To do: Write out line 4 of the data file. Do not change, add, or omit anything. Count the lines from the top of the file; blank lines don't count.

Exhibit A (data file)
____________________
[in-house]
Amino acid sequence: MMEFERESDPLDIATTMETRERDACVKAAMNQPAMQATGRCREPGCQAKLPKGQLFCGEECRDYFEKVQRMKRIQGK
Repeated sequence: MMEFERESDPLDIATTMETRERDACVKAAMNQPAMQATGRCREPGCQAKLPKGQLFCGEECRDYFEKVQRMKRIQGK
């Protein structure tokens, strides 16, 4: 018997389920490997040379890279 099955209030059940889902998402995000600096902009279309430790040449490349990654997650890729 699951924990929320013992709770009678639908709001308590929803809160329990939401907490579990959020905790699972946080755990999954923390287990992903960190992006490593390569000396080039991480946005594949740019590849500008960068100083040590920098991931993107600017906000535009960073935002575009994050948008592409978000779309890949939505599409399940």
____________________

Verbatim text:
């Protein structure tokens, strides 16, 4: 018997389920490997040379890279 099955209030059940889902998402995000600096902009279309430790040449490349990654997650890729 699951924990929320013992709770009678639908709001308590929803809160329990939401907490579990959020905790699972946080755990999954923390287990992903960190992006490593390569000396080039991480946005594949740019590849500008960068100083040590920098991931993107600017906000535009960073935002575009994050948008592409978000779309890949939505599409399940």